Part 1

Name: Janoska Ensemble
Members: Ondrej Janoska, Julius Darvas, František Janoska, Roman Janoska
Nationality: Austrian
Current Release: “Revolution” on Deutsche Grammophone
Recommendations: Michelangelo – The creation of Adam
Johann Sebastian Bach - Air
Janoska Ensemble – Yesterday, from our new album Revolution

If you enjoyed this interview with the Janoska Ensemble, visit their website for music, videos, tour information and an expansive biography.

When did you start playing your instrument, and what or who were your early passions and influences? What is about music and/or sound that drew you to it?

We started playing our instruments when we were about 4 years old. We are the sixth generation of musicians in our family, so our parents and other family members were a huge source for inspiration. They always spread love and joy with their music. When we were children, we listened to all kinds of sounds, from Classical music, to Jazz, Pop and Folk music.

For most artists, originality is first preceded by a phase of learning and, often, emulating others. What was this like for you? How would you describe your own development as an artist and the transition towards your own voice? What is the relationship between copying, learning and your own creativity?

Of course, we each have our own musical role models. However, every member has created his own identity and tries to find new paths in music. We accomplish that by creating our own unique “Janoska Style,” which is our view on modern classical music. The city of Vienna has been a big influence for us since many great musicians have lived and worked here, not to mention the great flair and lifestyle the city has to offer. Copying someone else’s work is one thing, but creating music, inspired by our idols, is very personal. We believe every musician should have the goal to create something unique.

What were some of your main artistic challenges when starting out as an artist and in which way have they changed over the years?

We started the Janoska Ensemble with the mindset that we wanted to create something new. Using classical masterpieces as a foundation and evolving them with different kinds of improvisations and variations.

After all the years of playing together we have built up a level of trust, to the point that we don’t need to look at each other anymore, we simply know what the other member will play in the spontaneous moment.

Tell us about your studio/work space, please. What were criteria when setting it up and how does this environment influence the creative process? How important, relatively speaking, are factors like mood, ergonomics, haptics and technology for you?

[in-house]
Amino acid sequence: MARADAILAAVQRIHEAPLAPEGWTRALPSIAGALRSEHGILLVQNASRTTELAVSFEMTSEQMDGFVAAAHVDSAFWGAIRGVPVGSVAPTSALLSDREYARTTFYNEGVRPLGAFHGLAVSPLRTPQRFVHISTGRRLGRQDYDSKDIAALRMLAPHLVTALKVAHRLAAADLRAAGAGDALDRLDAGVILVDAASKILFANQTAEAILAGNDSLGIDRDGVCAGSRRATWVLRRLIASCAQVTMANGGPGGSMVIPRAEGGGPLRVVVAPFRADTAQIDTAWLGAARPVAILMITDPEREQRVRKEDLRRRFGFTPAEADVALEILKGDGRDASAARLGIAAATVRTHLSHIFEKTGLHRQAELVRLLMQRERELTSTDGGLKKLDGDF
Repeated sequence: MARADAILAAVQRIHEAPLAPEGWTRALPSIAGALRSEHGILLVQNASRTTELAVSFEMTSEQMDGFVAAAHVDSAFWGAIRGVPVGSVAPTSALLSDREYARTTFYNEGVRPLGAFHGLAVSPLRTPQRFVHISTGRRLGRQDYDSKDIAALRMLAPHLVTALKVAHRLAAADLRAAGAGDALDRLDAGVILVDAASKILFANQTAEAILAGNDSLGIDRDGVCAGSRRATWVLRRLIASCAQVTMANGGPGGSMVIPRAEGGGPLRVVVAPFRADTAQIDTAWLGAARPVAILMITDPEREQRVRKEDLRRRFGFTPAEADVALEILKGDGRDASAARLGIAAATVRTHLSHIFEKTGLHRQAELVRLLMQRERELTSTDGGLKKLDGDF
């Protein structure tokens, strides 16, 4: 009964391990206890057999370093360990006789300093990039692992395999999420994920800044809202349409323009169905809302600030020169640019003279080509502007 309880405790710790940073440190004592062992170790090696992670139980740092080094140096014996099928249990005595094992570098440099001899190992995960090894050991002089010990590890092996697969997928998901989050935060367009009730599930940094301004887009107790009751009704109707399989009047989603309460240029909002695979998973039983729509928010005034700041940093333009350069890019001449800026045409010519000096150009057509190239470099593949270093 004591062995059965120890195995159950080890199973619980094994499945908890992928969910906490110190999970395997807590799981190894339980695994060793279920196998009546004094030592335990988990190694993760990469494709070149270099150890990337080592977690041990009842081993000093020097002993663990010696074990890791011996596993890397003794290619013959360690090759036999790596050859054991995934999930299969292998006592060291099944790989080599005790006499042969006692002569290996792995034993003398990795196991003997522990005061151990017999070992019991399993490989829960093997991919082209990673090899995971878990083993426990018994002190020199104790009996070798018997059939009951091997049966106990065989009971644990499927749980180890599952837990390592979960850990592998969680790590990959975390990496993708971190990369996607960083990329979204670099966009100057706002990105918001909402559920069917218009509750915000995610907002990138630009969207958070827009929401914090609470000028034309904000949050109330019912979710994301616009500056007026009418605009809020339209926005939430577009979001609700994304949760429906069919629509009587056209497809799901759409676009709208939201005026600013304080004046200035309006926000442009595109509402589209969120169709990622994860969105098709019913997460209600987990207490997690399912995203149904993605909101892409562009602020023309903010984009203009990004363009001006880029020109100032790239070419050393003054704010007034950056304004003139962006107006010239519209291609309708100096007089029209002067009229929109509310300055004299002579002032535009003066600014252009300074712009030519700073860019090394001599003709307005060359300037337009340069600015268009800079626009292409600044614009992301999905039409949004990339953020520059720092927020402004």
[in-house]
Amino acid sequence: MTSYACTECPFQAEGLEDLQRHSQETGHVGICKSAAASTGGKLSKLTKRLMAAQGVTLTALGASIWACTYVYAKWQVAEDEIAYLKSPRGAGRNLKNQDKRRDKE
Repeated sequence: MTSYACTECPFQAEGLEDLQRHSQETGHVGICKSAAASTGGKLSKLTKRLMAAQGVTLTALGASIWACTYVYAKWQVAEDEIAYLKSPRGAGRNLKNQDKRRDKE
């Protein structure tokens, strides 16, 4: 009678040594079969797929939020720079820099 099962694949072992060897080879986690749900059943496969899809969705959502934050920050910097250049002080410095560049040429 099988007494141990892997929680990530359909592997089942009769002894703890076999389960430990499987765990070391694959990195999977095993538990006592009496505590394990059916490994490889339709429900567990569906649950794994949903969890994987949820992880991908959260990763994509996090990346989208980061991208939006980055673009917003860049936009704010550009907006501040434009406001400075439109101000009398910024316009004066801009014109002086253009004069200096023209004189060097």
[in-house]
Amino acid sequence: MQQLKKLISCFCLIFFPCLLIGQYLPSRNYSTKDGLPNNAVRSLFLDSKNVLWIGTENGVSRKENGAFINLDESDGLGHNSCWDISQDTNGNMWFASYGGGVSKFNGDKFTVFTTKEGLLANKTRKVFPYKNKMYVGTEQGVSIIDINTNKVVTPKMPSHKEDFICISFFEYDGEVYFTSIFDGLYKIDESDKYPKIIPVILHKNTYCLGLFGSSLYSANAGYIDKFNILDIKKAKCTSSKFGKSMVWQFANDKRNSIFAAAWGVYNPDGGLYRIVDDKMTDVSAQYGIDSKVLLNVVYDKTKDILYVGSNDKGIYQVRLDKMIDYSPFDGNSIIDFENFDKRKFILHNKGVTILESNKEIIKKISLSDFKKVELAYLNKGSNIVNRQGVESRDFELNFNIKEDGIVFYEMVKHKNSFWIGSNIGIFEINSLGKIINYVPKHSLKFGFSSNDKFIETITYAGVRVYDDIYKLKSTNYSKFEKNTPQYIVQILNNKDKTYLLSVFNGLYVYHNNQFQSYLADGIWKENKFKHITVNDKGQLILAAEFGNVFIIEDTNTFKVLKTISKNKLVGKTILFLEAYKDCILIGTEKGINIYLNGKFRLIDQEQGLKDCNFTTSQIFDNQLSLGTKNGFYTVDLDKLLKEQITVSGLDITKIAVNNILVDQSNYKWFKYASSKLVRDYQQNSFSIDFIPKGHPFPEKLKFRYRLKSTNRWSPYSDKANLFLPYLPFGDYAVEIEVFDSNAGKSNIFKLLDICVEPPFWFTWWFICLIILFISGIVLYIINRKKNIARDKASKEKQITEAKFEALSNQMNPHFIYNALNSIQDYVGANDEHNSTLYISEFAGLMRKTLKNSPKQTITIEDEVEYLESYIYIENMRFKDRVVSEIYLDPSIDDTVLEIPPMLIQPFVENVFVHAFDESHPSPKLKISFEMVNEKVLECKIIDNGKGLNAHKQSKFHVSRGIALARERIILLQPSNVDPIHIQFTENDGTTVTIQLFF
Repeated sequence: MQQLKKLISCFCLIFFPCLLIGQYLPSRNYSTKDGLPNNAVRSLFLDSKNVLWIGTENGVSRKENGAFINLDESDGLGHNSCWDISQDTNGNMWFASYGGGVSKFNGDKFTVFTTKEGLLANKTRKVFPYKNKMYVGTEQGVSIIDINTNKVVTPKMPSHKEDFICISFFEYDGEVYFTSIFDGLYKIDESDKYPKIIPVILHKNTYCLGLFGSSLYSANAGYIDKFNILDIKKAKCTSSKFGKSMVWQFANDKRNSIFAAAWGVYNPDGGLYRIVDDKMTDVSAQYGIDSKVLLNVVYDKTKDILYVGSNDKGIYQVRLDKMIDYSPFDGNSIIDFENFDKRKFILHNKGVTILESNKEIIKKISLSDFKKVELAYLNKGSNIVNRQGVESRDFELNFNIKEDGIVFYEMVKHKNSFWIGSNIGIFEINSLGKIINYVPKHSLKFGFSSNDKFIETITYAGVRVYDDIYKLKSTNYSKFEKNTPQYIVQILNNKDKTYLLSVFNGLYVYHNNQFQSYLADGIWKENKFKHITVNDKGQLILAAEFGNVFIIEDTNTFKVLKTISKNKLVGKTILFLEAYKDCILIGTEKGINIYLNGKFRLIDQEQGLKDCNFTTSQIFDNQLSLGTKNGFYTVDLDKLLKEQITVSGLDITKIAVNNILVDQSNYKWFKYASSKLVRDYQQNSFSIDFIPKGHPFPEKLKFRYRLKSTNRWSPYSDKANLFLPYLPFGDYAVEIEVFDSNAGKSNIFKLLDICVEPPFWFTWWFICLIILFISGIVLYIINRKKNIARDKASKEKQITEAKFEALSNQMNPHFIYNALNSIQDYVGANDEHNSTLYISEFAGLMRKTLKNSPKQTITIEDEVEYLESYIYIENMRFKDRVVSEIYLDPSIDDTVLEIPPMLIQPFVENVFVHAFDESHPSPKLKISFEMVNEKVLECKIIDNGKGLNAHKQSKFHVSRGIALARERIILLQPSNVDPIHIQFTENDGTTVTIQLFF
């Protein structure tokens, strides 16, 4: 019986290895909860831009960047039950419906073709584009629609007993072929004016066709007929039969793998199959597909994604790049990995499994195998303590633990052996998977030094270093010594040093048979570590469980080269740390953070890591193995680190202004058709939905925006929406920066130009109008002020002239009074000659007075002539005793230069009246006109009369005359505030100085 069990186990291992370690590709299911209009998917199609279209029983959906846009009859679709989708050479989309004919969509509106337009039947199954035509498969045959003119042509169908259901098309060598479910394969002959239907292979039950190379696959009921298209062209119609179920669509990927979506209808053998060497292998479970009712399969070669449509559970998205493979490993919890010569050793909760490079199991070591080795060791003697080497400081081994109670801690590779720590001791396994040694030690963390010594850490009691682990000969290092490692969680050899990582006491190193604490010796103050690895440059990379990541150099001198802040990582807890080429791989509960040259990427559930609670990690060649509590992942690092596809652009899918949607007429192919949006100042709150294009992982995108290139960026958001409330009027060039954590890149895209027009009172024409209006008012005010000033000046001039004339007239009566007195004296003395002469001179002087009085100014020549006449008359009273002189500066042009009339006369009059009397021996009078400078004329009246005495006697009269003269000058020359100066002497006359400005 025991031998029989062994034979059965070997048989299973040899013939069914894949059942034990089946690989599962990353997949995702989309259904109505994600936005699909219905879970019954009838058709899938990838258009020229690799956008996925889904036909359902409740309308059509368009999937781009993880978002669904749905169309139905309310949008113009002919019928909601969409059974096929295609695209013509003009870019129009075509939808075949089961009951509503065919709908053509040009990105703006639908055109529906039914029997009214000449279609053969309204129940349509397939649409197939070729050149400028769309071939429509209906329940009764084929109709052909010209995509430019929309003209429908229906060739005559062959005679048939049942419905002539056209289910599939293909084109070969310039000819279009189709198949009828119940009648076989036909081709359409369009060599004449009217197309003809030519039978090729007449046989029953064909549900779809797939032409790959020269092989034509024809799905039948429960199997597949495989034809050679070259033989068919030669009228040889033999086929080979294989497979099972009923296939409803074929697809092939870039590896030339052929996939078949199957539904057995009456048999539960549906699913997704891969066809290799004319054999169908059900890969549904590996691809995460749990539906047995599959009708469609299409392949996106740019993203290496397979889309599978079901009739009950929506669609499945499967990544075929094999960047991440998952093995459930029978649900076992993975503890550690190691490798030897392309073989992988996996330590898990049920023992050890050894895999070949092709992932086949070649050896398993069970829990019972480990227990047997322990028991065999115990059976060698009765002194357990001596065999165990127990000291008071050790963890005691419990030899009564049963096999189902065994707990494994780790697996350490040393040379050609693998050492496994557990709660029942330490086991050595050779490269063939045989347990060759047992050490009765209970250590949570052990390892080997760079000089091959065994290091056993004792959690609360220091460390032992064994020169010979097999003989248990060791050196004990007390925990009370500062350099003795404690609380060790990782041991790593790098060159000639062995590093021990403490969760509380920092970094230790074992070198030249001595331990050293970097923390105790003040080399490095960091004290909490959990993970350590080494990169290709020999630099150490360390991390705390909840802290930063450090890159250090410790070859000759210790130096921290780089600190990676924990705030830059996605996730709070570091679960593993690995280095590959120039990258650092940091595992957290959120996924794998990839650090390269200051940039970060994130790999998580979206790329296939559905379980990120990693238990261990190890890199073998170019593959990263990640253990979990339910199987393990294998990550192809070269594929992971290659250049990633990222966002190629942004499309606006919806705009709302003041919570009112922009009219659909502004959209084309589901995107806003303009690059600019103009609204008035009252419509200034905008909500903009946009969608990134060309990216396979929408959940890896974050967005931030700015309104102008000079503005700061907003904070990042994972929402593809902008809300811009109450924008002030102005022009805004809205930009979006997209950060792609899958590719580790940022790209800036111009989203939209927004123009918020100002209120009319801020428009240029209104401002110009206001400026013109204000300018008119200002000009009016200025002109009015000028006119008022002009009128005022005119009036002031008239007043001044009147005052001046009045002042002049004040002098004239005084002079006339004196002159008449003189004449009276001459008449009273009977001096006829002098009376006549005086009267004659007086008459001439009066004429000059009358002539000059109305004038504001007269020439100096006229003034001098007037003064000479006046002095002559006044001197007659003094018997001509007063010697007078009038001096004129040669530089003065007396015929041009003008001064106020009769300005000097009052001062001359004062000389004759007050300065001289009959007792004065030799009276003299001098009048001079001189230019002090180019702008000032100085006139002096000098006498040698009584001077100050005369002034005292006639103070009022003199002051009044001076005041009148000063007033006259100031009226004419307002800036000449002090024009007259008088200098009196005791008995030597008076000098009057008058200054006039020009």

When recording in a studio, we imagine we are performing for an audience so our music has a “live-effect”. We dim the light, just like it would be on a concert stage, and just let ourselves go with the music. We try to create our music in a way that people like hearing them when performed live.

For our new album, we created many pieces in the studio spontaneously, just like the Beatles did. We recorded the pieces for our new CD about three times and then used the best take.

Tell me about your instrument, please. What was your first instrument like and how did you progress to your current one? How would you describe the relationship with it? What are its most important qualities and how do they influence the musical results, including your own performance?

As children, we played with the instruments our parents gave us. Since there are numerous musicians in our family, we tried many different instruments. The search for the right instrument can be lengthy, but it is important, because you really need to unite with the instrument in order to play great music.

Roman and Ondrej Janoska play on Italian and Hungarian master violins, and their sounds match wonderfully. Frantisek Janoska is a Bösendorfer artist and Julius Darvas plays on a 150 years old Viennese double bass. It is important to have top-quality instruments, because when you play in a big hall, like Seoul Arts Center of Musikverein Vienna, the quality of the sound needs to be great from the first to the last row.

The relationship with an instrument is a deep one, since you are working with it every day – just like a marriage.

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